- Church: A group of Christian faithful united by a hierarchy according to the norm of law which the supreme authority of the Church expressly or tacitly recognizes as sui iuris is called in this Code a Church sui iuris.
- Rite: A rite is the liturgical, theological, spiritual and disciplinary patrimony, culture and circumstances of history of a distinct people, by which its own manner of living the faith is manifested in each Church sui iuris.
In accordance with these definitions of usage within the code that governs the Eastern Catholic churches, the Latin Church is one such group of Christian faithful united by a hierarchy and recognized by the supreme authority of the Catholic Church as a sui iuris particular church. The Latin rite is the whole of the patrimony of that distinct particular church, by which it manifests its own manner of living the faith, including its own liturgy, its theology, its spiritual practices and traditions and its canon law.
A person is a member of or belongs to a particular church. A person also inherits or "is of", a particular patrimony or rite. Since the rite has liturgical, theological, spiritual and disciplinary elements, a person is also to worship, to be catechized, to pray and to be governed according to a particular rite.
Particular churches that inherit and perpetuate a particular patrimony are identified by metonymy with that patrimony. Accordingly, "rite" has been defined as "a division of the Christian church using a distinctive liturgy", or simply as "a Christian Church". In this sense, "rite" and "church" are treated as synonymous, as in the glossary prepared by the United States Conference of Catholic Bishops and revised in 1999, which states that each "Eastern-rite (Oriental) Church ... is considered equal to the Latin rite within the Church". The Second Vatican Council likewise stated that "it is the mind of the Catholic Church that each individual Church or Rite should retain its traditions whole and entire and likewise that it should adapt its way of life to the different needs of time and place" and spoke of patriarchs and of "major archbishops, who rule the whole of some individual church or rite". It thus used the word "rite" as "a technical designation of what may now be called a particular church". "Church or rite" is also used as a single heading in the United States Library of Congress classification of works.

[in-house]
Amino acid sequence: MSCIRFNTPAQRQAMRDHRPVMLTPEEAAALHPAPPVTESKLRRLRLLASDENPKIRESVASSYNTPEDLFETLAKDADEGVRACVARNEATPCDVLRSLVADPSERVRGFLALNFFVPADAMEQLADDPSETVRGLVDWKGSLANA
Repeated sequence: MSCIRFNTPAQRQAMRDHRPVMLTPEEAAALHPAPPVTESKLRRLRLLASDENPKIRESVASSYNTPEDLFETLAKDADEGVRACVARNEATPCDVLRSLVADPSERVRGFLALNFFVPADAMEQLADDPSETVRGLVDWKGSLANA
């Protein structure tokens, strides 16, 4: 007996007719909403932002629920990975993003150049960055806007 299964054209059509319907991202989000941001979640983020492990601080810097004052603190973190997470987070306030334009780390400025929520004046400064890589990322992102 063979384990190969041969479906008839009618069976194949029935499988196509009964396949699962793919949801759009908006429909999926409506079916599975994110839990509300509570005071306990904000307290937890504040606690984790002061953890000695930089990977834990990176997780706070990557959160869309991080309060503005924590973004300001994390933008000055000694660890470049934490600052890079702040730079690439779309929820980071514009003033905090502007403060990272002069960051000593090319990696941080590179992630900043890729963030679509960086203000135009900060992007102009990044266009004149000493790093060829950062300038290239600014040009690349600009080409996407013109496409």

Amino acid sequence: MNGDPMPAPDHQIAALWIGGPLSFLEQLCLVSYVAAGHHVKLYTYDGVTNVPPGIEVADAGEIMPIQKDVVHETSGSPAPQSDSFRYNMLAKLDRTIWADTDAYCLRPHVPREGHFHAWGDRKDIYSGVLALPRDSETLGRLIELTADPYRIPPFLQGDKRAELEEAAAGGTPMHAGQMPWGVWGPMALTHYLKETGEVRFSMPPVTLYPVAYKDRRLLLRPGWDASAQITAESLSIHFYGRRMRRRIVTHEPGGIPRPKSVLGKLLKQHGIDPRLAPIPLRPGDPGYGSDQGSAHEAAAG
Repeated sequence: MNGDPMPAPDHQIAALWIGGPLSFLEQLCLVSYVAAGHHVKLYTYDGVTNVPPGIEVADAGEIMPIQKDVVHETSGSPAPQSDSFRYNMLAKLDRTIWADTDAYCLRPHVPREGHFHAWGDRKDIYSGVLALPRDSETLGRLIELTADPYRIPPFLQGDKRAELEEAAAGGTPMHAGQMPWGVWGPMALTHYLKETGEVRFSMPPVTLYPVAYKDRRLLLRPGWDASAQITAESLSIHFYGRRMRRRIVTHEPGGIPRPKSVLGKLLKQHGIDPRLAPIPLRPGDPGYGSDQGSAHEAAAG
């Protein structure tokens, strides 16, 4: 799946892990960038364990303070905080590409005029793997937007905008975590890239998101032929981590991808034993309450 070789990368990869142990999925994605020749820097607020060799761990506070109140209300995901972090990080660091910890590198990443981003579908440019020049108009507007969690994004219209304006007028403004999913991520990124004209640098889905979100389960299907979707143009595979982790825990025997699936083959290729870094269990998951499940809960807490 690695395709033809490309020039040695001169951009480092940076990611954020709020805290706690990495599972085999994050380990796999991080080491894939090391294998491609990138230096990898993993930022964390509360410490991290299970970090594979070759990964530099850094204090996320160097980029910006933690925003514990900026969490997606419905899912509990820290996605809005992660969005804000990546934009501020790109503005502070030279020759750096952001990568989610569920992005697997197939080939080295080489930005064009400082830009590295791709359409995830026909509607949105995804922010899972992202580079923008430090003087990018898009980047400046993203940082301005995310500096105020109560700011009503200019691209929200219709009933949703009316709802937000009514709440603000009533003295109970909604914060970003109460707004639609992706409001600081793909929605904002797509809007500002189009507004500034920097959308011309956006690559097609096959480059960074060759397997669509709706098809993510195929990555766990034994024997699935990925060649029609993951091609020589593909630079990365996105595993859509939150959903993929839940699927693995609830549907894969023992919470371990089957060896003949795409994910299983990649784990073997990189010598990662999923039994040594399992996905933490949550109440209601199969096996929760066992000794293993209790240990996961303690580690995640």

Several forms of the Latin rite have always existed, and were only slowly withdrawn, as a result of the coming together of the different parts of Europe. Before the Council there existed side by side with the Roman rite, the Ambrosian rite, the Mozarabic rite of Toledo, the rite of Braga, the Carthusian rite, the Carmelite rite, and best known of all, the Dominican rite, and perhaps still other rites of which I am not aware.
Today, the most common Latin liturgical rites are the Roman Rite (either in its ordinary form, the post-Vatican II Mass of Pope Paul VI officially authorized for present-day use, or in an extraordinary form such as the Tridentine Mass); the Ambrosian Rite; the Mozarabic Rite; and variations of the Roman Rite (such as the Anglican Use). The 23 Eastern Catholic Churches share five families of liturgical rites. The Latin liturgical rites, like the Armenian, are used only in a single sui iuris particular church.
|Part of a series on the|